Board Cafe: Making the Most of Time Together

Board Cafe

Making the Most of Time Together

by David LaGreca, Contributing Editor (Volunteer Consulting Group)

"Midway through the meeting--which was destined to last at least two and a half hours--I realized I was planning my schedule for the next week, writing notes to confirm plane reservations and wondering why I got involved with this group in the first place. Final note to myself: schedule a trip out of town to coincide with the next board meeting." --Board Member A

"Truly didn't begrudge the time at tonight's board meeting. The presentation on the local hospital's plans was really good and it felt good to work with them on a policy stand for the city. Even the fundraising discussion was engaging--focusing on 3-year strategies and how they reflect business analysis AND our values. AND we finished on time." --Board Member B

We've all attended board meetings and walked away feeling we had wasted precious time. But just what is it that allows the experiences of Board Member A to be so different from that of Board Member B? For those of us who lead nonprofit boards, it's not only our responsibility, but in our interest to make sure that board members feel good about their "investment" of time in board meetings. Some simple ideas:

  1. Ask the board to decide the year's agenda. At the beginning of each fiscal year, put a brief item on the agenda where board members can say what organizational programs or community issues they would like to learn more about over the coming year. Then ask the executive director to schedule these for the year and board members will be able to look forward to topics they asked for.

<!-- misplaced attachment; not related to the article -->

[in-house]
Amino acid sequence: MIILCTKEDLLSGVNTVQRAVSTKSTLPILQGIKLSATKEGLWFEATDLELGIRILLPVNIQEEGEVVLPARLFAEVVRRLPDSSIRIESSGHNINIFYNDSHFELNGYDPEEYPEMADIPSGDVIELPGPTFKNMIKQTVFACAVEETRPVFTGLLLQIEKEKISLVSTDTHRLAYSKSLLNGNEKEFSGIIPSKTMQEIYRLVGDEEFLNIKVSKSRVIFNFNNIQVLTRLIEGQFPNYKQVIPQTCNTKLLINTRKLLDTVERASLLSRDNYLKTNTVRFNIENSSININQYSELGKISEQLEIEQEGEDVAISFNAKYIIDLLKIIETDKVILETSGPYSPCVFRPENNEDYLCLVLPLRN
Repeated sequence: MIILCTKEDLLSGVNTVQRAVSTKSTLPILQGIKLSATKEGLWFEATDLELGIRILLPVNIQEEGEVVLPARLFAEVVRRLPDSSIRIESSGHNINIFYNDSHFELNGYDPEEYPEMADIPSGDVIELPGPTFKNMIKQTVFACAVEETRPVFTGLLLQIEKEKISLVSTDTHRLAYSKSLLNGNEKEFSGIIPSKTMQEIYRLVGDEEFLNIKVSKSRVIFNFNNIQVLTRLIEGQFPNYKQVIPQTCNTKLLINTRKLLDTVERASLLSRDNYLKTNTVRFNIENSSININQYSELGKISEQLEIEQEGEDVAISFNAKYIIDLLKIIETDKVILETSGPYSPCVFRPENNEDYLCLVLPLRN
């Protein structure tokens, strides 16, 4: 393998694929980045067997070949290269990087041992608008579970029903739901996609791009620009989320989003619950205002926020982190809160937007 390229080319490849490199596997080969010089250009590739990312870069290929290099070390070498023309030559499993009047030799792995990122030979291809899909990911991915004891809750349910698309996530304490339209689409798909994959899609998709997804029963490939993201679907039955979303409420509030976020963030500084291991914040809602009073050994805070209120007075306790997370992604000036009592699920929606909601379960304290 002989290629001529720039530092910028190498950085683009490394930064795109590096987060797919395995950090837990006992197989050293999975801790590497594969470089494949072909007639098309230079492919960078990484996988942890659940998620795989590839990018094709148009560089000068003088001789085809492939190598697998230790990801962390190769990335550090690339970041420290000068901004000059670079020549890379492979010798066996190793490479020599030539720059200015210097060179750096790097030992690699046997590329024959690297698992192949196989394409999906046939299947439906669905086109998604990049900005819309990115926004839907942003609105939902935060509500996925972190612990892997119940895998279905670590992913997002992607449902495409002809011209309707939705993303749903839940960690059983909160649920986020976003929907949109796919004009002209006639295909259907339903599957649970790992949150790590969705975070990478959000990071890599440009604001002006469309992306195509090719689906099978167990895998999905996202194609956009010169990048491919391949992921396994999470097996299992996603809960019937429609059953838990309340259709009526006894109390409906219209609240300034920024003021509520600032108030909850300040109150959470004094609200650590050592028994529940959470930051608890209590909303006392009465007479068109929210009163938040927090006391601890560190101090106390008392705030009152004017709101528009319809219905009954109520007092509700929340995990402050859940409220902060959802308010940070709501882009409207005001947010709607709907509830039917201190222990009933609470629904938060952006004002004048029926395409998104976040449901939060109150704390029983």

2. Cancel a meeting if there's no real work to do. If the key agenda item was meeting with the auditor, and the audit isn't done, reschedule.
  3. Decide something at every meeting. If there aren't enough issues for meaningful action at every meeting, consider meeting less often.
  4. Try an unconventional place to meet as part of "stealth board education." If youÕre on the board of a performing arts organization, why not meet on stage once a year? If you're on the board of an independent school, try holding a meeting in the science lab or the school library. A food bank? Try having a meeting in the middle of the warehouse.
  5. Make sure there's opportunity to get to know one another. After all, that's one of the main reasons we all joined the boards we did! Name tags and snacks before or after every meeting. Ask the executive director to add to one of the agendas that you'll be buying the first round of drinks for board members who join you after the meeting.
  6. Work with the executive director to put together a readable, relevant, INTERESTING board packet. Make sure that it goes out to board members at least a week ahead of time.
  7. Finally, make sure EVERYONE says something during the meeting. If you're chairing, invite quiet board members to speak by asking them directly for their opinions on the topic at hand. If youre not the chair, you can involve others by saying, "Sylvester, I'm wondering what YOU'RE thinking about all this."

Original publication date: 05/11/1998

© 1998 CompassPoint Nonprofit Services